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SECTION ONE: STATUTORY INTERPRETATION & STANDARDS STATUTORY INTERPRETATION When words in a statute are ambiguous, judges and agencies rely on canons of statutory construction to interpret the meaning of words. Each canon, however, has an "anti-canon," which would lead to an opposite conclusion. Judges are thus forced to choose between conflicting canons; these choices are informed by ideology (e.g. textualism v. purposivism) as well as judges' perspectives on institutional strengths (e.g. legislative history). I.
STATUTORY INTERPRETATION: THE BASIC ISSUES a.
Statutory Interpretation: Theory - there are three approaches to statutory interpretation: (1) intentionalism (determine intent of framers), (2) purposivism (determine reasonable goals of reasonable people acting in a reasonable manner, from perspective of then or today), and (3) textualism (determine only what text says); Tushnet likes (2). i. Karl Llewellyn, Remarks on the Theory of Appellate Decision and the Rules or Canons about How Statutes Are to Be Construed, 3 VAND. L. REV. 395 (1950) - 319
1. Two ways to read any precedent. There is no "one way" to read precedent, since a judge may alternatively (1) "distinguish" a past case to minimize its holding or (2) "extend" a case's holding to apply to a broader set of rules. Both are correct, so an opinion essentially answers "why" (1) or (2) is preferable.
2. Extrajudicial reasons why judges pick one or two. (1) or (2) may not be available, psychologically, because of a. tradition (the court may be in the "Grand
[purposive] Style" of John Marshall or the "Formal [textual] Style" of Lochner) b. temper ("creative" personnel who orient law toward general welfare or "order" judges who want caution) c. situation as seen by court (general situation, e.g. labor unrest in 1890s, might influence decision, as might particular litigants).
3. Two ways to read any statute. Courts have similar choices with statutes---may freely interpret to effect purpose (purposivism) or literally interpret to limit meaning (textualism).
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Defense of purposivism. Llewellyn subscribes to purposivism since statute must be read in light of some purpose: (A) one based on legislative intent of what was before draftsmen, (B) one based on what may be "quarried" out of statute to fit present, or (C) court's unconscious assumptions.
5. Significantly, there are opposing canons for every point (p. 325): TEXTUALISM PURPOSIVISM A statute cannot go beyond its text. U.S. v. Marshall. A statute should be interpreted in light of other similar statutes (in pari materia). Brown &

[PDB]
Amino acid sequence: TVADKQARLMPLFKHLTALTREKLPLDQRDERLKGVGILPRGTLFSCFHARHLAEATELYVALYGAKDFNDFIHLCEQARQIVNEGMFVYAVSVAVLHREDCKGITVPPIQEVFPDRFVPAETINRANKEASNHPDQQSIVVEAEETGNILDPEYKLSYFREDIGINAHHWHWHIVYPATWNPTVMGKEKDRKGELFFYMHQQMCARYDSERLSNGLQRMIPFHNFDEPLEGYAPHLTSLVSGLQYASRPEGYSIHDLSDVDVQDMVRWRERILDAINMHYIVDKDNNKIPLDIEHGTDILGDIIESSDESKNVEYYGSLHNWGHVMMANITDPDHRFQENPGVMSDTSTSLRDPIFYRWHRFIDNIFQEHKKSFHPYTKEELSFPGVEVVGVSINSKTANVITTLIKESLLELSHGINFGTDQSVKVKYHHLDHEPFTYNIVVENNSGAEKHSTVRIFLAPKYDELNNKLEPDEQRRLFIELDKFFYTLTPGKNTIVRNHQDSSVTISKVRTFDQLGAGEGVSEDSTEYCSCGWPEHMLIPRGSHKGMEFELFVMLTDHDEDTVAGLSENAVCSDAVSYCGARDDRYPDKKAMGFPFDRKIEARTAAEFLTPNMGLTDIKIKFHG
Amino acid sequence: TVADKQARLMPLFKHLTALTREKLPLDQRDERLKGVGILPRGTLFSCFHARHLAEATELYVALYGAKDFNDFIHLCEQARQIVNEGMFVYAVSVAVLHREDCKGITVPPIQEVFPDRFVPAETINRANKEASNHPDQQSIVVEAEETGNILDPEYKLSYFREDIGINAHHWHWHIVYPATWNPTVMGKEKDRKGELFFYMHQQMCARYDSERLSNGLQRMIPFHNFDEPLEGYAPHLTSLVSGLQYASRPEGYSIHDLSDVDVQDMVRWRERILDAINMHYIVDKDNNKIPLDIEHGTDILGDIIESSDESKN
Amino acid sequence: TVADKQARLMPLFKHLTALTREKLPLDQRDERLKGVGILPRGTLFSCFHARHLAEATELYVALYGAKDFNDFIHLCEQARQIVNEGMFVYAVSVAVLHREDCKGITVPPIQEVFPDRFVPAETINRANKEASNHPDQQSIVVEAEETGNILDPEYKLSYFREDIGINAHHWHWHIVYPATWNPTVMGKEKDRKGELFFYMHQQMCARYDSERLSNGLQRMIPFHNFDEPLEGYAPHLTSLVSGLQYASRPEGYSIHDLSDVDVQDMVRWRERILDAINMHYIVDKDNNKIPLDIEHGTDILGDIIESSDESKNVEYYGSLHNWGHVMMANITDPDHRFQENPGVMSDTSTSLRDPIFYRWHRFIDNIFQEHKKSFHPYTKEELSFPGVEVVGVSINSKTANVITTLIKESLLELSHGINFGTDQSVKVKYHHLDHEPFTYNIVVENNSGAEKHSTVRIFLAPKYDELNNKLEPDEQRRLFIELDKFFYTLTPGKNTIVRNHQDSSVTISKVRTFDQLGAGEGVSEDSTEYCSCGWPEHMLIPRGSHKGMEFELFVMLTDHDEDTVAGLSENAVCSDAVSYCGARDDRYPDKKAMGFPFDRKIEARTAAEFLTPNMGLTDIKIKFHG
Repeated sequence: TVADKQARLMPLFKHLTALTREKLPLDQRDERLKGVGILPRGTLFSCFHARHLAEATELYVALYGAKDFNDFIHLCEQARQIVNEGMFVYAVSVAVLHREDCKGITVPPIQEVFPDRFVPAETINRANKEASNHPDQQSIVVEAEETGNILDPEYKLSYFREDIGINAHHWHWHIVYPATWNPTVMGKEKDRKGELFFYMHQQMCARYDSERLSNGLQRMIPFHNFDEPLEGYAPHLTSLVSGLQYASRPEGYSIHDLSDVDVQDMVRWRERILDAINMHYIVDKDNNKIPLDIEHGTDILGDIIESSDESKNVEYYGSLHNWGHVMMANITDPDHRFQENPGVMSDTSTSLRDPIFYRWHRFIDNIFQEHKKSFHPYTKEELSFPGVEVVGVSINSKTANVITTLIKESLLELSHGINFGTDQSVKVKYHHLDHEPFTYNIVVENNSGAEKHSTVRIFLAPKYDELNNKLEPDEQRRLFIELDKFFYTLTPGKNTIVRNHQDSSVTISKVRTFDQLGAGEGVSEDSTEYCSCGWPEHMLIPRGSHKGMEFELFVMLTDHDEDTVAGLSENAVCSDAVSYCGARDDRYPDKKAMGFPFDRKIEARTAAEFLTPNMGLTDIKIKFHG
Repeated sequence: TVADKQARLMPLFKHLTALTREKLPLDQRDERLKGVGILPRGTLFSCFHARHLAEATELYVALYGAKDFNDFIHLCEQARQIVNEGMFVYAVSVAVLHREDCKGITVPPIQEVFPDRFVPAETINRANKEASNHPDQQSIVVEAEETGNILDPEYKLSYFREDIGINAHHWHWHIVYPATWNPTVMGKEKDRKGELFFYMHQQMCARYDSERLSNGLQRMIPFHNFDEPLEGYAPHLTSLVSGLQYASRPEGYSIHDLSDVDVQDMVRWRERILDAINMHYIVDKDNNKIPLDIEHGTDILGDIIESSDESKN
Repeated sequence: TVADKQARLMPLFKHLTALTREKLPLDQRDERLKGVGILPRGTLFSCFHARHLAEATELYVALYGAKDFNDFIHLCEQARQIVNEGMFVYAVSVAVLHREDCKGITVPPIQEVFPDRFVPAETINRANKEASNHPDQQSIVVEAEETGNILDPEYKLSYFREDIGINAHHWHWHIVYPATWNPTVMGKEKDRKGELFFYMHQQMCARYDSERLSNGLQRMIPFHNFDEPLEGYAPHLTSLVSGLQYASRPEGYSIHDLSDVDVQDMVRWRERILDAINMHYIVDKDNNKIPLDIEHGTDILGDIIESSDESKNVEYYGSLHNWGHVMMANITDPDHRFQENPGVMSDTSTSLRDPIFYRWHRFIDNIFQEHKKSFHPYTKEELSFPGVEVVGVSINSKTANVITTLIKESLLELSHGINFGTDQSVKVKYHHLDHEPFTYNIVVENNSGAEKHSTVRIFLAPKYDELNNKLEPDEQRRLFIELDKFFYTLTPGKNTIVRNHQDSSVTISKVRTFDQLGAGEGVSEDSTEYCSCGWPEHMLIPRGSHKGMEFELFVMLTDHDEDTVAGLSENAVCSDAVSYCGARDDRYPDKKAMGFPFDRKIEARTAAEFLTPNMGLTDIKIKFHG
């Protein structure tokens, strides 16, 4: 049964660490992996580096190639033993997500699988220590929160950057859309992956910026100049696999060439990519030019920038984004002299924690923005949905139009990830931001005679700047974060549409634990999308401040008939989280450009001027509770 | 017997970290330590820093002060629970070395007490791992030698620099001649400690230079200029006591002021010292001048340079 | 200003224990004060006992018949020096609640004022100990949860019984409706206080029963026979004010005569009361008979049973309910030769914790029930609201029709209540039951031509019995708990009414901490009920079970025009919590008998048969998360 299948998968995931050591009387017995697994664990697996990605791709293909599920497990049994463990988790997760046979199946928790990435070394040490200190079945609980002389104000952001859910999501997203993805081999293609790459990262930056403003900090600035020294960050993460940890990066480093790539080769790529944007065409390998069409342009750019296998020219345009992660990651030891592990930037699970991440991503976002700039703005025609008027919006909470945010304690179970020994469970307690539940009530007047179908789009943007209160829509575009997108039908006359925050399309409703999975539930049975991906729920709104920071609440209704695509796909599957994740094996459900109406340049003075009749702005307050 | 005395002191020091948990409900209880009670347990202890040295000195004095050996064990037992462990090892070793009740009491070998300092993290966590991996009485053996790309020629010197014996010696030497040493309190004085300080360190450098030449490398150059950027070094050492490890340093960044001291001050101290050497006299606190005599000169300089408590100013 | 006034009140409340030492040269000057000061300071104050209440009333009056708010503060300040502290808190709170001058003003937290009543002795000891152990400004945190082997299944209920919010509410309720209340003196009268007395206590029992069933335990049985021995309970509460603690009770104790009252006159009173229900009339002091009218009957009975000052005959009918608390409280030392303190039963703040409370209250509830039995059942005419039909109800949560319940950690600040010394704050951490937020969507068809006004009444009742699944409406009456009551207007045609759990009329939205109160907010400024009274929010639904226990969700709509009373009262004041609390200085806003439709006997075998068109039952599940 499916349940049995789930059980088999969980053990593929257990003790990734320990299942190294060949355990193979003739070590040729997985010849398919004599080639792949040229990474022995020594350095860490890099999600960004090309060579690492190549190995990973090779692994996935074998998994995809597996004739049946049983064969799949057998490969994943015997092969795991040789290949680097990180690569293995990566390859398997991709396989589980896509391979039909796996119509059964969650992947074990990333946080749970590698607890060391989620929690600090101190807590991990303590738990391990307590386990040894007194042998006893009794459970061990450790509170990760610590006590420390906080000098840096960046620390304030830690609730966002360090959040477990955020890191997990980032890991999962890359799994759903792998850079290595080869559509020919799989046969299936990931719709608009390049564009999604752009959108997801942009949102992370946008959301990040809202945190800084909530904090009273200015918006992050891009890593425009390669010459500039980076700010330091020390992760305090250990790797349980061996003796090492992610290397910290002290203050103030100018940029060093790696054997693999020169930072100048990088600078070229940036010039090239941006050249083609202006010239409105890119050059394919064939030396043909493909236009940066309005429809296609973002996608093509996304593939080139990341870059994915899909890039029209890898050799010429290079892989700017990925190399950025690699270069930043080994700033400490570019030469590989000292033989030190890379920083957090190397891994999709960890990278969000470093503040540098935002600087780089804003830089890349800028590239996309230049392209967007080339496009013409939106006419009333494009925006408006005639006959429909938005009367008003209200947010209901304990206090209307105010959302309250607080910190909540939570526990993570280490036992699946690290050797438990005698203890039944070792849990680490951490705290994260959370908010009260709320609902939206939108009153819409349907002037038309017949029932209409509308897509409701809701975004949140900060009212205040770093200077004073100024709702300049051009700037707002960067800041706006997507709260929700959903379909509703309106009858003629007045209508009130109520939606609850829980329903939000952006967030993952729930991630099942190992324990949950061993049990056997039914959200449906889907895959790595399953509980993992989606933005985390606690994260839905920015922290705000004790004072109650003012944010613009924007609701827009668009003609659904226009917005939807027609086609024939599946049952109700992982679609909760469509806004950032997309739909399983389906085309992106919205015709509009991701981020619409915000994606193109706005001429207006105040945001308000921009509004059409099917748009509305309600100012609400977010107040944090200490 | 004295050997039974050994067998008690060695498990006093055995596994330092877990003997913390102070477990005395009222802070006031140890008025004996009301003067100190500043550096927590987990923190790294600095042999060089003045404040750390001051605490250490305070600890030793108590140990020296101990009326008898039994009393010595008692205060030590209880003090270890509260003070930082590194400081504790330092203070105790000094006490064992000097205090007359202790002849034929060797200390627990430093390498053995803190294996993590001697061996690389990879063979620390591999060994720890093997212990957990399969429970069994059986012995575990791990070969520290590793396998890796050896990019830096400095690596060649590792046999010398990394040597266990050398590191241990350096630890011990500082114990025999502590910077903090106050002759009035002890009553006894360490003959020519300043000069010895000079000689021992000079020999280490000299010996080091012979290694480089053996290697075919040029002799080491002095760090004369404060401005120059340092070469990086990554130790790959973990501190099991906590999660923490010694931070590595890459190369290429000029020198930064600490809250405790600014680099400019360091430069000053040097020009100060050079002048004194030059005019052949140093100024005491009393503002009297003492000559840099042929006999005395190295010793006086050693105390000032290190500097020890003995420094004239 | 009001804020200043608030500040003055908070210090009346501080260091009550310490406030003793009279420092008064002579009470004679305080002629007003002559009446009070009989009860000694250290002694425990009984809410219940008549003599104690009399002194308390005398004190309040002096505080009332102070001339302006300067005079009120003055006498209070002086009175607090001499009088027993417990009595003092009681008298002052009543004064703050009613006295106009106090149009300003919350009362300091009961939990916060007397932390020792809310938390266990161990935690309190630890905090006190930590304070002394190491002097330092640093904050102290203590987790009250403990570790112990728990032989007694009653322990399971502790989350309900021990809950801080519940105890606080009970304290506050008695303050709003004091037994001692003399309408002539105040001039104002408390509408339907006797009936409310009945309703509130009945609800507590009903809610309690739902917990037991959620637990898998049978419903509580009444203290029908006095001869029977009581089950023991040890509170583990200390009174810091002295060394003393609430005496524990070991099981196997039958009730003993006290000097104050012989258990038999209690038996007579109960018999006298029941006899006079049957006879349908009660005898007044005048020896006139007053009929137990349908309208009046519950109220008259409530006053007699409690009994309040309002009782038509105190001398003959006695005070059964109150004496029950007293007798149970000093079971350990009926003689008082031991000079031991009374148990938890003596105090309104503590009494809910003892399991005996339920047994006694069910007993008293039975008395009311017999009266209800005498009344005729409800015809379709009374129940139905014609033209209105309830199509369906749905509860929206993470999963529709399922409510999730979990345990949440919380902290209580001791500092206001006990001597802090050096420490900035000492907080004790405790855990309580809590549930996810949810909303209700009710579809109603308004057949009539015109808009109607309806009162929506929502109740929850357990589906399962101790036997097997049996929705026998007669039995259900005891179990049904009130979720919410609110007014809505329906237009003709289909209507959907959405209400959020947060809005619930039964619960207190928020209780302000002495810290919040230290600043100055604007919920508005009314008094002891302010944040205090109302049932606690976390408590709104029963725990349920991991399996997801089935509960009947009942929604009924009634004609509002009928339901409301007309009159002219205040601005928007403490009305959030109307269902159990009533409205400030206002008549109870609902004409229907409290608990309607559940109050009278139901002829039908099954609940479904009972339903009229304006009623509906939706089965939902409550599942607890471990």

Will.; Entergy Where design has been distinctly stated, no place is left for construction. Chevron Step 1. Definitions and rules of construction contained in an interpretation clause are part of the law and binding. A statutory provision requiring liberal construction does not mean disregard of unequivocal requirements of the statute.
Titles do not control meaning; preambles do not expand scope; section headings do not change language.
If language is plain and unambiguous it must be given effect. Les v. Reilly.
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Words and phrases which have received judicial construction before enactment are to be understood according to construction. Pierce v. Underwood. After enactment, judicial decision upon interpretation of particular terms and phrases controls.
Words are to be taken in their ordinary meaning unless they are technical terms or words of art. U.S. v. Marshall; Entergy.
Every word and clause must be given effect (avoid surplusage).
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The same language used repeatedly in the same connection is presumed to bear the same meaning throughout the statute. Chevron; Entergy. Words are to be interpreted according to the proper grammatical effect of their arrangement within the statute. Exceptions not made can't be read. Chick. Nat.; Mass. v. EPA Expression of one thing excludes another (expressio unius est exclusio alteris). Whitman v. ATA. General terms construction.
To effect purpose may implem beyond text. Holy Trinity Not if scope and aim are distinct or wher legislative design is to depart from gen purpose. Brown (dissent). Courts have the power to inquire into real---
distinct from ostensible---purpose. Definitions and rules of construction in a sta will not be extended beyond their necess import.
Where a rule of construction is provided within statute itself the rule should be applied.
The title may be consulted as a guide when ther doubt or obscurity in the body; preambles may consulted to determine rationale; section head may be looked upon as part of the statute it Holy Trinity. Not when literal interp. would lead to abs conseqs. or thwart manifest purpose. Trin Deukmejian; Bock Laundry
Not if the statute clearly requires them to hav different meaning.
Practice construction by executive officers is str evidence of true meaning. Chevron Step 2.
Popular words may bear a technical meaning technical words may have a popular significa and they should be so construed as to agree the evident intention or to make the sta operative. Holy Trinity; Pierce v. Underwood If inadvertently inserted or repugnant to the res statute, may be rejected as surplusage. Chicks Nation.
This presumption will be disregarded where necessary to assign different meanings to make statute consistent.
Rules of grammar will be disregarded where s adherence would defeat purpose.